Thirty years after the fact, the freshly released three CD box set "Bootleg Series Volume 1: The Quine Tapes" boasts a similar genesis. Aspiring guitarist and self-confessed rabid Velvet Underground fan Robert Quine used to sit in the audience at the band's gigs with his recently purchased Sony cassette recorder (where would bootleg culture be today without Japanese miniaturisation?!). Quine gradually built up a relationship with the group, hanging out with them in the dressing room between sets and occasionally playing back highlights from his recordings at their request. (Much later, between 1981 and 1985, he would feature in Lou Reed's backing band.) These discs contain the highlights of those cassettes, music originally performed in San Francisco and St. Louis during 1969.

Sonically "The Bootleg Series" is good enough - alright, it's strictly medium wave quality, but as with "Live At Max's Kansas City" you can hear the words and it doesn't require a gigantic leap of faith and effort on the listener's part to fill in the gaps - after all, in effect, you're listening to the sound The Velvet Underground unleashed upon audiences thirty years ago, and with its major label seal of approval and the involvement of VU archivist Bill Levenson you can be sure that the music has been presented in its most user-friendly form.

Or can you? A niggling question mark hangs over "The Bootleg Series", in the form of the statement "All tracks previously unreleased, except "Rock And Roll" which appears, in a different mix, on Velvet Underground Live 1969". Now, although the "Live 1969" album eulogised about above isn't exactly the last word in airbrushed perfectionism, it's an easier aural ride than either "The Bootleg Series" and "Live At Max's", so the duplication of "Rock 'N' Roll" in this inferior form is mystifying. As other performances appear here from the same gig as the aforementioned, and the compiler of "Live 1969" claims to have cherry-picked from over eight hours of tapes, the tantalising prospect of great swathes of the material presented here mouldering in the Phonogram vaults in superior sonic form suggests itself.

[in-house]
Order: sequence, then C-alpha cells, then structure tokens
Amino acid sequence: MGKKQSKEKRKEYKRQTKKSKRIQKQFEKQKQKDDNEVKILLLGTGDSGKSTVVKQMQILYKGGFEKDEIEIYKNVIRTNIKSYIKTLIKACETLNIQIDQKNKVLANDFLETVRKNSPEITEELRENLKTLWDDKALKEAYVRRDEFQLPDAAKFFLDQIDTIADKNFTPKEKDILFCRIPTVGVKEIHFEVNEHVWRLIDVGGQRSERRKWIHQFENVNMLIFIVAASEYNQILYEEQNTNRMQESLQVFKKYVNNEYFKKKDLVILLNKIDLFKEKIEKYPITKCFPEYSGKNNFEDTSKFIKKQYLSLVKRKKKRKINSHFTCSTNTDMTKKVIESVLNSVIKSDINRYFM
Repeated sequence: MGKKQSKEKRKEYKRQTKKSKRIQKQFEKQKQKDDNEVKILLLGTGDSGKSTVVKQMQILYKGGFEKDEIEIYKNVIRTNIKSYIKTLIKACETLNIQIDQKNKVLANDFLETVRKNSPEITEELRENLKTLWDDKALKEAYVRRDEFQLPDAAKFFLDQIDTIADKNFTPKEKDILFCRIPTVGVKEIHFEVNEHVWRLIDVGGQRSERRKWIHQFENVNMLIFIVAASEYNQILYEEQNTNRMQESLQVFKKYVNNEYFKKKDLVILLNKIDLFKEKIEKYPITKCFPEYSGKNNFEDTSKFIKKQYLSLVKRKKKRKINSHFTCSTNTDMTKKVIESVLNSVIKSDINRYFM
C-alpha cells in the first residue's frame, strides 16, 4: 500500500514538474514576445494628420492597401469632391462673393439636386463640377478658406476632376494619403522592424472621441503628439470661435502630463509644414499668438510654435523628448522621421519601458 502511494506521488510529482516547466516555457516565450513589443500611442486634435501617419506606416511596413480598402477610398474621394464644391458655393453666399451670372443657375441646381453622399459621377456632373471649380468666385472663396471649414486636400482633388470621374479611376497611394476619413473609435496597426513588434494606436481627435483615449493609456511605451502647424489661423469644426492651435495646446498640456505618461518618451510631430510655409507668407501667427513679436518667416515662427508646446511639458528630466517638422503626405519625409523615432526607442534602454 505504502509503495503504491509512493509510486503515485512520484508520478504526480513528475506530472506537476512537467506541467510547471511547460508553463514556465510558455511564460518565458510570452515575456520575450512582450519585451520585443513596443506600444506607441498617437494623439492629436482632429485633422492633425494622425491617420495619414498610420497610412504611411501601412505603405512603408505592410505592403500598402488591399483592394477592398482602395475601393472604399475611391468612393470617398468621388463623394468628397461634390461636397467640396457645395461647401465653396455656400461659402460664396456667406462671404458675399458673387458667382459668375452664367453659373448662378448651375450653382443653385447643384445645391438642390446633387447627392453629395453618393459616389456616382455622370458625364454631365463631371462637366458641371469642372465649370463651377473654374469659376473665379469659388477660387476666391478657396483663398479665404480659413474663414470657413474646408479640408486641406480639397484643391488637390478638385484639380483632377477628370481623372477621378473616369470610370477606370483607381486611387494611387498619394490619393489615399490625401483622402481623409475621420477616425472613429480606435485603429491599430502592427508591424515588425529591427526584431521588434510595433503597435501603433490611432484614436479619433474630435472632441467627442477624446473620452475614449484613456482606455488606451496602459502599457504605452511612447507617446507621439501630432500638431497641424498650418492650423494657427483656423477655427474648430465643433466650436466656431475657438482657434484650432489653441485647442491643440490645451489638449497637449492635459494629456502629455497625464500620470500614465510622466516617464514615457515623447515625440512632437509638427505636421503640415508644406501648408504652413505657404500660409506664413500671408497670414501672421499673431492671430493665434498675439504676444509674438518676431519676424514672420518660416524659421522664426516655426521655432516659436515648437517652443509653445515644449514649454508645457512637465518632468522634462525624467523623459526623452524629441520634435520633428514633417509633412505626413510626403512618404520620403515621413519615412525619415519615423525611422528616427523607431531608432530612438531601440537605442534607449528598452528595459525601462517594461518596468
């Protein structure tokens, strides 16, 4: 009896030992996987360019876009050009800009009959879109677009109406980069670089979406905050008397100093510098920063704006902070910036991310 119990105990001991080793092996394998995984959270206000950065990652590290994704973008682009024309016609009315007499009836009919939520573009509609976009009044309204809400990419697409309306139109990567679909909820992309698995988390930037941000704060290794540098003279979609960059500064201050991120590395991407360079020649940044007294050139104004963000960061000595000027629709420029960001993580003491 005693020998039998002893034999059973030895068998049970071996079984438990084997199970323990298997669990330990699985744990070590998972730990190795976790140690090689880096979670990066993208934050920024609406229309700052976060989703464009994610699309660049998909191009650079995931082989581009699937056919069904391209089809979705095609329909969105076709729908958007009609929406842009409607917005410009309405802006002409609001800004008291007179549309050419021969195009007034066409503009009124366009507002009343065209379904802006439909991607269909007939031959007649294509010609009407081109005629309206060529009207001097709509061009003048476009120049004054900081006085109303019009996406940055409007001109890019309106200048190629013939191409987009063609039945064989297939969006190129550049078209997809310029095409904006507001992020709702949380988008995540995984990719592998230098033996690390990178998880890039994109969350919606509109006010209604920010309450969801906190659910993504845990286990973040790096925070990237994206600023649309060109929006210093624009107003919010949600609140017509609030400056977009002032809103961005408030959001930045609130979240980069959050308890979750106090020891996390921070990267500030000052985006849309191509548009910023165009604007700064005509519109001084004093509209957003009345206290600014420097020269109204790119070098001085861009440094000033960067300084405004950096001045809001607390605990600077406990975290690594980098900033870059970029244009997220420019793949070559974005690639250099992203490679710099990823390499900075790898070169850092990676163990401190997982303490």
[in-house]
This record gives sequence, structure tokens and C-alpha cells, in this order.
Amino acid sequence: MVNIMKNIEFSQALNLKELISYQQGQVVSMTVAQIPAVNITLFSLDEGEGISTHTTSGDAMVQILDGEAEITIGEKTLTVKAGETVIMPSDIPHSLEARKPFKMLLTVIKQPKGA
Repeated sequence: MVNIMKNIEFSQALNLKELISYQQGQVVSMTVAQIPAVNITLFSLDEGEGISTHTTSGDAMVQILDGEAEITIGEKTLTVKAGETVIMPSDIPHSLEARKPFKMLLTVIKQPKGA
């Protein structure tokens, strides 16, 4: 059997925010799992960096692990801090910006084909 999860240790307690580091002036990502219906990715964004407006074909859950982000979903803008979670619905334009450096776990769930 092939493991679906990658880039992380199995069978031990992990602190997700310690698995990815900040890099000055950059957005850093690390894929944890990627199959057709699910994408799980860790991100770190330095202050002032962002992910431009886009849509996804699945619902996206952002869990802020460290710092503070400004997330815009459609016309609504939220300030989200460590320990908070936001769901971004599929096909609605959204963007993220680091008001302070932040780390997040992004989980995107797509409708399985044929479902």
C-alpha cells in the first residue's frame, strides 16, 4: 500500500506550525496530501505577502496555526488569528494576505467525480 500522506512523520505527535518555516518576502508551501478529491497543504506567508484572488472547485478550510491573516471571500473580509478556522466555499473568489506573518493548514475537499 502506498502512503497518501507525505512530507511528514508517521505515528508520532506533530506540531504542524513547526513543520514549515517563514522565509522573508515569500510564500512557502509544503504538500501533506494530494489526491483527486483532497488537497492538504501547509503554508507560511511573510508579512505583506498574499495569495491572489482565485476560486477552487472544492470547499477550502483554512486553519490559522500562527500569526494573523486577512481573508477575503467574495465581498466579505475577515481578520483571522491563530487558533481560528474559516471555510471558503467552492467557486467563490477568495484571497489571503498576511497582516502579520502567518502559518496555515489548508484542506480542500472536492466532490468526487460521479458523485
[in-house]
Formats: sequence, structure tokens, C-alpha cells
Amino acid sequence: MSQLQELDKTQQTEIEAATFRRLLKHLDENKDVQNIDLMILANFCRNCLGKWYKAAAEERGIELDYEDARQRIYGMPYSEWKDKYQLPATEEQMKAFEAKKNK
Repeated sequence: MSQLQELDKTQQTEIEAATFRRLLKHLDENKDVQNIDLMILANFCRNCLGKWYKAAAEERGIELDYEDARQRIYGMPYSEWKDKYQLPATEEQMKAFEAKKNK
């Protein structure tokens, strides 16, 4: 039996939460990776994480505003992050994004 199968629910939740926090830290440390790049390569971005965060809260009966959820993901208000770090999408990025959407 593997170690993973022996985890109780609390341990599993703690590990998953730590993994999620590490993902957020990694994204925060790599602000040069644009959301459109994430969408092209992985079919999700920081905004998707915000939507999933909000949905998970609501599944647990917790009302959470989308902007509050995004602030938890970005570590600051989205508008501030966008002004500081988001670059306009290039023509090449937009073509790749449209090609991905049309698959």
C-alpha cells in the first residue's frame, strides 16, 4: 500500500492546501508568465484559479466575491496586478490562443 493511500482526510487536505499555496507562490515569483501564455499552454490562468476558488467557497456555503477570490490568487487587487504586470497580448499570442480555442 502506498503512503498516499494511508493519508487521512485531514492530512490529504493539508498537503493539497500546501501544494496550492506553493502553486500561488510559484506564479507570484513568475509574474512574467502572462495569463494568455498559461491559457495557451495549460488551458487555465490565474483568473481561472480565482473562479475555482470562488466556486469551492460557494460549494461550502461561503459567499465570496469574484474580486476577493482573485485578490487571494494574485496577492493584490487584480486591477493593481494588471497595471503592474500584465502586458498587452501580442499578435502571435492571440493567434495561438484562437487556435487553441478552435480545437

Wishful thinking aside, "The Bootleg Series" contains over three hours of 1969-model Velvet Underground, which means in place of John Cale's maverick, spiky experimentation you'll find an air of almost West coast-y, laid-back relaxation. The studio rendition of "Sister Ray" that closed the "White Light/White Heat" album in a twisted mass of distorted sonic carnage was a direct result of Reed and Cale's sparring battle to carve each other up instrumentally: here the same song appears (in three different versions which close each CD, weighing in at 24, 38 and 29 minutes respectively) more akin to a Grateful Dead jam session, with long, modulated passages of telepathic, rather than psychopathic, improvisation. Equally, the two versions of "I'm Waiting For The Man" are more slouching than speeding. Undoubtedly "The Bootleg" series presents an honest, undoctored impression of what The Velvet Underground sounded like in concert in 1969, but compared to other, excellent documents from the period it's more a footnote than the definitive article.

John Cale

Lou Reed